Tuesday, February 24, 2015

Knitting Tool Profiles: The Cable Needle

This is the second post in a year-long series.1 I'll post a new one on the last Tuesday of every month, with facts, photos, and further resources about twelve knitting tools.

Those who enjoy working cable designs know quite well how easy it is to lose these little tools; I have heard rumors that they can be found in the same place as lost socks.

-June Hemmons Hiatt, The Principles of Knitting

The Cable Needle

A selection of cable needles
From top to bottom, left to right: Knit Picks, LeslieWind silver ring needle, KnitPro Symphonie wood needles, 
a variety from Craftsy, RebbeltjesTouch's cable needle necklace, and Boye curved and ridged plastic needles.

What is it?
A cable needle is generally a short needle that can have a curve, bend, or notch, that is used to temporarily hold live stitches when completing a knitted cable.

Fun Facts
  • searching out the history of cable needles is a bit of a challenge; the closest I could get was to do a bit of reading on the history of cable knitting in general
  • the very famous Aran style sweater was "invented" in the 20th century
  • in her excellent knitting tome The Principles of Knitting, June Hemmons Hiatt notes that cable needles come in "three different sizes, for fine, medium, and heavy-weight yarns..." (pg 574)
  • her book was originally published in the late 1980s, and described there being only four different designs for cable needles on the market: a short and straight needle, a short straight needle with a dip in the centre, a fish hook shaped needle (which she notes stays put much better than the first two!), and a cable tool that looks like a "lethal weapon" and consists of a very short needle mounted on a ring that is worn on one finger
  • Maggie Righetti notes that there are various special "gadgets" made solely for the purpose of cableing, but personally prefers using a dpn one size larger than her working needle as this doesn't tend to slow her work down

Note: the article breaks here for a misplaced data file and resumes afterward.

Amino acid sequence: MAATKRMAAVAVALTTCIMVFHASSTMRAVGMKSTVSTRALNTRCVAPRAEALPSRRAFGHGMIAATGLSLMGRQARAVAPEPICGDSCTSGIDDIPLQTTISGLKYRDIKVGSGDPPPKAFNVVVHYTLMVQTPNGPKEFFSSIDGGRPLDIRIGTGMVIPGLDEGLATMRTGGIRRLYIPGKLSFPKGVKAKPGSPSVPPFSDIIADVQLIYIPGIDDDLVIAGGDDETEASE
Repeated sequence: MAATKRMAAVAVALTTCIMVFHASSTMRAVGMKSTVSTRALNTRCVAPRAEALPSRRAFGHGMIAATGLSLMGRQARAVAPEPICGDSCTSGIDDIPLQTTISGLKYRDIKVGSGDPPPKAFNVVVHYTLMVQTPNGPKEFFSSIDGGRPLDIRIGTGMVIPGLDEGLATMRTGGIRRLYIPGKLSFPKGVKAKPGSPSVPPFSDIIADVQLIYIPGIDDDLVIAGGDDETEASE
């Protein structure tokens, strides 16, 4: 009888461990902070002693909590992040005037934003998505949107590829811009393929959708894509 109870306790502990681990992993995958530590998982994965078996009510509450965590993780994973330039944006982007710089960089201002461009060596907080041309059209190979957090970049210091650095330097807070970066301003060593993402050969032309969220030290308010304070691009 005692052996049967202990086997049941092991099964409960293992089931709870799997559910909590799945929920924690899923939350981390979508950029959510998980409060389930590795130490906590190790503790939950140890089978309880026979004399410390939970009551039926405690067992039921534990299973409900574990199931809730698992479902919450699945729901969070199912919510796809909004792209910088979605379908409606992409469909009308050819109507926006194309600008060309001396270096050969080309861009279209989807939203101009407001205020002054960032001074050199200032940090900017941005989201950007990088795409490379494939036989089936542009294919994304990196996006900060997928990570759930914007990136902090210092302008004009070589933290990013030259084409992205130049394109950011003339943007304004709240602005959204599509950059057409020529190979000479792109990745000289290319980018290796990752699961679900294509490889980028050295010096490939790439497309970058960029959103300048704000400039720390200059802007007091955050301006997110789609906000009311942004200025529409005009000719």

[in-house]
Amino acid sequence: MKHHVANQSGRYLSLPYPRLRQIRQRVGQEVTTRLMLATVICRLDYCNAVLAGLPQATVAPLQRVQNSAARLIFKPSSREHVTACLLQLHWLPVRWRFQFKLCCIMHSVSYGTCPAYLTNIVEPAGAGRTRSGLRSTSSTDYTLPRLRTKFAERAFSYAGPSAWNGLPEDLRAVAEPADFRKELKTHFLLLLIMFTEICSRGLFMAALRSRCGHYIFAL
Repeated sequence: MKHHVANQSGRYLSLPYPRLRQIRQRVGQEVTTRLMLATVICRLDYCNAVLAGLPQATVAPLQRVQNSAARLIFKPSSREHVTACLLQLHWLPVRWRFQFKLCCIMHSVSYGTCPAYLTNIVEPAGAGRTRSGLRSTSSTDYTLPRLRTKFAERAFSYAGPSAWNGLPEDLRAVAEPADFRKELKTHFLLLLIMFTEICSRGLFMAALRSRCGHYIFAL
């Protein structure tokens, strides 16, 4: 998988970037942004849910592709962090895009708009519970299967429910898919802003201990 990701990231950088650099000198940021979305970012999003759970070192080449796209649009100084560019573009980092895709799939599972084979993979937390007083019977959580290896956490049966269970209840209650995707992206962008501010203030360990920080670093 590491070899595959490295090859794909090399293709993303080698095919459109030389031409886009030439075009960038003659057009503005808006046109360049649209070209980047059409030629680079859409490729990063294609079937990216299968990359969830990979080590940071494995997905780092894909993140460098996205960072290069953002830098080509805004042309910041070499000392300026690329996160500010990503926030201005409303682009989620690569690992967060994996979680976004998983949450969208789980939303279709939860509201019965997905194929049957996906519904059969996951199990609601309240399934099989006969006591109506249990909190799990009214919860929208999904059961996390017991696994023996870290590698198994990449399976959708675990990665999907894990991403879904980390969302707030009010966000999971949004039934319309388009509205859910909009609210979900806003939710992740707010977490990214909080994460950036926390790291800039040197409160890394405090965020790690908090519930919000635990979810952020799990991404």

• do YOU use cable needles? what's your preferred shape or substitute device for cables? Please comment on this post and share!
Read More
Ethnic Knitting Adventures: Aran Sweaters in America by Donna Druchunas, Knitty Winter 2012
The Principles of Knitting, June Hemmons Hiatt
Knitting in Plain English, Maggie Righetti
Tips for Knitting Cables
Crazy for Cables (but not the cable needle)

Knit Kit (the curved crochet hook on this kit is my personal favourite cable needle)
Lantern Moon straight needles with grooves
Boye curved plastic needles with ridges
Knit Picks' variety of cable needles
LeslieWind's Ring cable needle and experimental needle
RebbeltjesTouch's cable needle necklace

1 Read the first profile on needle gauges.


Josiphine said...

I like the idea of cable needles but always find myself too impatient to use them. I just slip the stitches off the needle and then pick them back up in the new orientation.

I love these profile posts, :)

kingshearte said...

I have pretty much not used a cable needle since reading Glenna C's post on how to cable without one. I'll use them now for really wide cables, but in general, I find them a huge pain, and even on those wide ones, I'm more likely to use the extra needle to just rearrange things on my main needle, rather than deal with the whole "hold in back and knit off the cable needle" business.

Meredith M said...

Like kingshearte, I rarely use cable needles. But then I met a lovely 16 stitch cable that I had to knit, so invested in a gorgeous set of rosewood cable needles. It was still fiddly, but the beauty of the tool made up for a lot of it. Cabling without a needle is definitely faster and easier. I love this series. It's super fun to read about!

lilirious said...

nice post! I honestly don't use cable needles since I learned how to cable without them (I learned via Grumperina's tutorial). In the beginning I thought they were useful, but now it just takes up a lot of time :) I would advise beginners to use one though, dropping stitches in the middle of an intricate cable pattern is really not that great an experience :P

Anonymous said...

I don't use a cable needle much any more; I prefer cabling without one! But I'm currently knitting a piece that has a 16 stitch cable, so I do relent and use one then.I use a hook shaped needle; it feels more secure. But I'm going to take a tip from kingshearte above, and try rearranging stitches instead of holding them to be knit! Thanks for a fun post.